Pacific Northwest lurker here, finally stepping into the light. I just got a Big Joe after a few years of wringing my hands over the investment, but I couldn't be happier now that it's here - more importantly, the better half feels the same way. I'm looking forward to learning more, and at some point giving back to the folks that have contributed to teaching me so much about one of my favorite ways to cook.
To start, for any newbie like me that had spent lots of time trying to figure out where the kamado was going to go, I'd like to add to the recommendations on the tried-and-true Grill Dome design for a table (XL). I used pressure treated wood, both new and salvaged, for all but the top and some trim pieces, where I used cedar instead. I also added a 4x4 cross piece at the bottom of the table legs at each end, to provide side grain attachment for the stainless 4" casters I used - that idea came from work bench plans I found while shopping for casters. I spend close to $350 when all was said and done, but most of that was due to my preference for stainless parts, being that I live in coastal Oregon, so rain and salt-air are constantly working at destroying all things that oxidize easily. I followed all dimensions on the GD design, with the exception of the 2x6 support-shelf planks, which I felt better about supporting the grill over time.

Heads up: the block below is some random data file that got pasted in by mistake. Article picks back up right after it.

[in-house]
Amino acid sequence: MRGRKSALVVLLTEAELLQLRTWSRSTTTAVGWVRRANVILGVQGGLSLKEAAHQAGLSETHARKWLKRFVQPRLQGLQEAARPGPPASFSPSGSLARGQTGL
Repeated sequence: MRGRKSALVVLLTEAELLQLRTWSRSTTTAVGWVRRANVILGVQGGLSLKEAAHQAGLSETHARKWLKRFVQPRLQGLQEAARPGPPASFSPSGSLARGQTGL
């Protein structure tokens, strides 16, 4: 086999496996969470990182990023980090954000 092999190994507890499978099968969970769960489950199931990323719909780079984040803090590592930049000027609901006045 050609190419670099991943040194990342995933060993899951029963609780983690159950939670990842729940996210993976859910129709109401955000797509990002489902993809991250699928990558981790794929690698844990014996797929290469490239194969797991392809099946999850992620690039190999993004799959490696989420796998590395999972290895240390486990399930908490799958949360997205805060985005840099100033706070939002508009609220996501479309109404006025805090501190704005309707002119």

Fire bricks added the finishing touch prior to lowering the Joe into place, my preference over the provided 'feet', to provide more shielding between the wooden table and the bottom of the cooker. I used 'water-seal' on all horizontal surfaces.
For anyone wanting a cover, after building a GD-designed table, you might also consider the appropriately sized GD cover, as I found that the XL cover fits my KJ Big Joe / table just shy of perfectly.